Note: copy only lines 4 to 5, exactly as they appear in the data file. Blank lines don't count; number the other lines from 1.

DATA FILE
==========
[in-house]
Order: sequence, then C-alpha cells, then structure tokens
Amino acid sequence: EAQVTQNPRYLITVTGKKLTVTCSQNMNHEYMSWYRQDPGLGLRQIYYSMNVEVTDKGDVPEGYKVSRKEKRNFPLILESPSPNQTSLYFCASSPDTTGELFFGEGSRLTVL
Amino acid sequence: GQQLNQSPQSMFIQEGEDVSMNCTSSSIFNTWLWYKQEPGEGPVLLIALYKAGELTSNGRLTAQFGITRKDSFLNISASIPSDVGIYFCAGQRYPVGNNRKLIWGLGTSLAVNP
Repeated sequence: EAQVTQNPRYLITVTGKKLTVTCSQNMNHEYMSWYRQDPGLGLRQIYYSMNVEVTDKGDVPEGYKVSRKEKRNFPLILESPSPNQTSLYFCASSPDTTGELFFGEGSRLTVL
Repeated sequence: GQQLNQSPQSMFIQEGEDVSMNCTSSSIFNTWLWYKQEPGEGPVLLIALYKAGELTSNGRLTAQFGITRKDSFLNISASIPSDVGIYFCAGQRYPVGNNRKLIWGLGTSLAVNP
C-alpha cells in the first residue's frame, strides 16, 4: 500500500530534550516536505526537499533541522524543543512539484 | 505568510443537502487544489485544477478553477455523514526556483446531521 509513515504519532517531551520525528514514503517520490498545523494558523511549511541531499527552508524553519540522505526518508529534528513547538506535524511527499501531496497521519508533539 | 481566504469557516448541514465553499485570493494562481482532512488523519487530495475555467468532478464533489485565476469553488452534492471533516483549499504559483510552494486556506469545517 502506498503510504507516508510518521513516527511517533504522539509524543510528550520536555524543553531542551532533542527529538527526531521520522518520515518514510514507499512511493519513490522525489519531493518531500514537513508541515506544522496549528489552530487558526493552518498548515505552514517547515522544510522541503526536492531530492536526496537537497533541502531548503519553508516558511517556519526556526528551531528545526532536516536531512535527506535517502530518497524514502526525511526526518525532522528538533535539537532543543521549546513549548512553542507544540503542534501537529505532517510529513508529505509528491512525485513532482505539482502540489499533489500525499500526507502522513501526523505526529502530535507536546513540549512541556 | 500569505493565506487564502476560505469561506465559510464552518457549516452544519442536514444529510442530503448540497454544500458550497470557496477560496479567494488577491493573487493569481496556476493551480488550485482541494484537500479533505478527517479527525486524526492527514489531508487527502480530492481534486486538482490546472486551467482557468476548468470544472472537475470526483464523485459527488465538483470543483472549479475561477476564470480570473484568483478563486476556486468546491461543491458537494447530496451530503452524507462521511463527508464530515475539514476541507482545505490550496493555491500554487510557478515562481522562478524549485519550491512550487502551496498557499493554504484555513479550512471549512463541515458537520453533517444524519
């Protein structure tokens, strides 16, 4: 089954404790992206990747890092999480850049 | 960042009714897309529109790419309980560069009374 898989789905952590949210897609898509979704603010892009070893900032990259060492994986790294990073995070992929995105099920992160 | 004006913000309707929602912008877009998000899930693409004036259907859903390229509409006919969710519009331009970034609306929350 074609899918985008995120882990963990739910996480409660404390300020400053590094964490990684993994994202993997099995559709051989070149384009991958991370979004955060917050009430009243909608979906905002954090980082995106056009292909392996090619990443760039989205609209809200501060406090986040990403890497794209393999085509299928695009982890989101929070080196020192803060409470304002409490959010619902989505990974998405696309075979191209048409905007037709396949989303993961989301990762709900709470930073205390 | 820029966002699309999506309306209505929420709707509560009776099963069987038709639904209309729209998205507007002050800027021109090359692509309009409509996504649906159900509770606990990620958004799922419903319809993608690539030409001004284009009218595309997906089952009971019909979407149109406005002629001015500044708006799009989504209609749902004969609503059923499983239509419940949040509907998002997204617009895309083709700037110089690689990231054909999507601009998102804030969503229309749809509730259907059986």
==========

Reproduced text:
Amino acid sequence: GQQLNQSPQSMFIQEGEDVSMNCTSSSIFNTWLWYKQEPGEGPVLLIALYKAGELTSNGRLTAQFGITRKDSFLNISASIPSDVGIYFCAGQRYPVGNNRKLIWGLGTSLAVNP
Repeated sequence: EAQVTQNPRYLITVTGKKLTVTCSQNMNHEYMSWYRQDPGLGLRQIYYSMNVEVTDKGDVPEGYKVSRKEKRNFPLILESPSPNQTSLYFCASSPDTTGELFFGEGSRLTVL